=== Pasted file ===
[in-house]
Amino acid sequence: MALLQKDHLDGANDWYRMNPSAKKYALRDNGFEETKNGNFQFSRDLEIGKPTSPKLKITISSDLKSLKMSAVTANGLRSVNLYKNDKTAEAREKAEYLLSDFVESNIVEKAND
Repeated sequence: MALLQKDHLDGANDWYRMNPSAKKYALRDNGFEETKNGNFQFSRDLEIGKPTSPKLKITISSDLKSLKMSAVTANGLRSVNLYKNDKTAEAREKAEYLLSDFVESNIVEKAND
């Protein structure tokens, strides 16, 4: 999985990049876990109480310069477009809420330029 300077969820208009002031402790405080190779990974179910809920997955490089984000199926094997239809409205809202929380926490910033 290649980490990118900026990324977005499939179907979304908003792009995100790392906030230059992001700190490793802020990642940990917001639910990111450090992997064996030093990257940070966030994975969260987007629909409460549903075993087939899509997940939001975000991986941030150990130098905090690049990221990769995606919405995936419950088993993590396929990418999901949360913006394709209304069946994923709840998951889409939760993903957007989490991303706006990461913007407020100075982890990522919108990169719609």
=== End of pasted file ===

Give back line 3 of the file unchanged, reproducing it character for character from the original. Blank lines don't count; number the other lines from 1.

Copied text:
Repeated sequence: MALLQKDHLDGANDWYRMNPSAKKYALRDNGFEETKNGNFQFSRDLEIGKPTSPKLKITISSDLKSLKMSAVTANGLRSVNLYKNDKTAEAREKAEYLLSDFVESNIVEKAND